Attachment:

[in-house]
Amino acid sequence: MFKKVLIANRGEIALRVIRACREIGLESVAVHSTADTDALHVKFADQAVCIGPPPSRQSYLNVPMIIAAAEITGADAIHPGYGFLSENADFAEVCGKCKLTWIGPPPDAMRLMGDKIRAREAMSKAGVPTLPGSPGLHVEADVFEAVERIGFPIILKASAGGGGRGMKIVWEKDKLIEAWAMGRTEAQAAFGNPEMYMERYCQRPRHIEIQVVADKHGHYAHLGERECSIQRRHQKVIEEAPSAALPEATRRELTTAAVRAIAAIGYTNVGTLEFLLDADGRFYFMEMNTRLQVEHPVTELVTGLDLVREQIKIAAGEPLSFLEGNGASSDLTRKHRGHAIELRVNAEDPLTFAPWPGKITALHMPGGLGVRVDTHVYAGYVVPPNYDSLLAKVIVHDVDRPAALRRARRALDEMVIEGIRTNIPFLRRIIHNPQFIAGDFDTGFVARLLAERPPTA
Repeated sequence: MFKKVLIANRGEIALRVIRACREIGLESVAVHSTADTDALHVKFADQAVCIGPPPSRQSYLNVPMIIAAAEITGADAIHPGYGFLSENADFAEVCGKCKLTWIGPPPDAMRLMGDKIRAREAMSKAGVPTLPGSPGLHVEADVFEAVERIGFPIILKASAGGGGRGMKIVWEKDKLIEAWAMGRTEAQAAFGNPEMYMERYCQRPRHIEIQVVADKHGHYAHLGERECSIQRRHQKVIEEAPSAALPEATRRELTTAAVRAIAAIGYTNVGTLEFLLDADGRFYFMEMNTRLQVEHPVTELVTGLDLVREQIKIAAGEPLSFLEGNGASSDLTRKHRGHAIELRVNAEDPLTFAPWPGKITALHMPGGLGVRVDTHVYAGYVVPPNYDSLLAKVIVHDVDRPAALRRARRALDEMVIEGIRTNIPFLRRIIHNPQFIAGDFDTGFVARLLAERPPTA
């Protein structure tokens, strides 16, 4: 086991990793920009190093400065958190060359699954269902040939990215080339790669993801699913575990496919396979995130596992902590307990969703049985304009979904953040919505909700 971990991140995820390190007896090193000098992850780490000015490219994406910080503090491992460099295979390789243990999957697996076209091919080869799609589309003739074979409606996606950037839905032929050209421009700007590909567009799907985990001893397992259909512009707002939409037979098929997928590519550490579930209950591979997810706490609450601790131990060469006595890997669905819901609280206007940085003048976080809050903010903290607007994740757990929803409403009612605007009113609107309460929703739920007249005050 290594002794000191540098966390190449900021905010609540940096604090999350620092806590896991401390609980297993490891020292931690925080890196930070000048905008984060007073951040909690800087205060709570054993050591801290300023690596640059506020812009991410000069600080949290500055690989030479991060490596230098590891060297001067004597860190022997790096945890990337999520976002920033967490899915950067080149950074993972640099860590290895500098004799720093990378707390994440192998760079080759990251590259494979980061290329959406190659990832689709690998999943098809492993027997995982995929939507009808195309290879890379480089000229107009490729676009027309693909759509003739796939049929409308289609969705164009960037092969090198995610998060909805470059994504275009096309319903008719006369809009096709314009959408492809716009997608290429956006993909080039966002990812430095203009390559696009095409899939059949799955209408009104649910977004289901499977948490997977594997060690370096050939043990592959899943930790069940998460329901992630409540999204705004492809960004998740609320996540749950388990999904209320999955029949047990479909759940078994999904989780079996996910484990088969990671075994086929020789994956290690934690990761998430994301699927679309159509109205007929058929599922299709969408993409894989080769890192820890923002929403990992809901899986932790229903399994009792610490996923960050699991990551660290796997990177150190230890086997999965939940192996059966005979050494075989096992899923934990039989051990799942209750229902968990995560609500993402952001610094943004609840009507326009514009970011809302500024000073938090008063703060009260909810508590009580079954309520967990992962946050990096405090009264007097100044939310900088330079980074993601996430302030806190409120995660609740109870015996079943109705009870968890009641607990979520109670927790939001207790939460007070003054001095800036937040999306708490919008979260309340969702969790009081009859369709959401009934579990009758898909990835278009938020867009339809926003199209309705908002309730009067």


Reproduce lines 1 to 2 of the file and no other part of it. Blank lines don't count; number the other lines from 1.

[in-house]
Amino acid sequence: MFKKVLIANRGEIALRVIRACREIGLESVAVHSTADTDALHVKFADQAVCIGPPPSRQSYLNVPMIIAAAEITGADAIHPGYGFLSENADFAEVCGKCKLTWIGPPPDAMRLMGDKIRAREAMSKAGVPTLPGSPGLHVEADVFEAVERIGFPIILKASAGGGGRGMKIVWEKDKLIEAWAMGRTEAQAAFGNPEMYMERYCQRPRHIEIQVVADKHGHYAHLGERECSIQRRHQKVIEEAPSAALPEATRRELTTAAVRAIAAIGYTNVGTLEFLLDADGRFYFMEMNTRLQVEHPVTELVTGLDLVREQIKIAAGEPLSFLEGNGASSDLTRKHRGHAIELRVNAEDPLTFAPWPGKITALHMPGGLGVRVDTHVYAGYVVPPNYDSLLAKVIVHDVDRPAALRRARRALDEMVIEGIRTNIPFLRRIIHNPQFIAGDFDTGFVARLLAERPPTA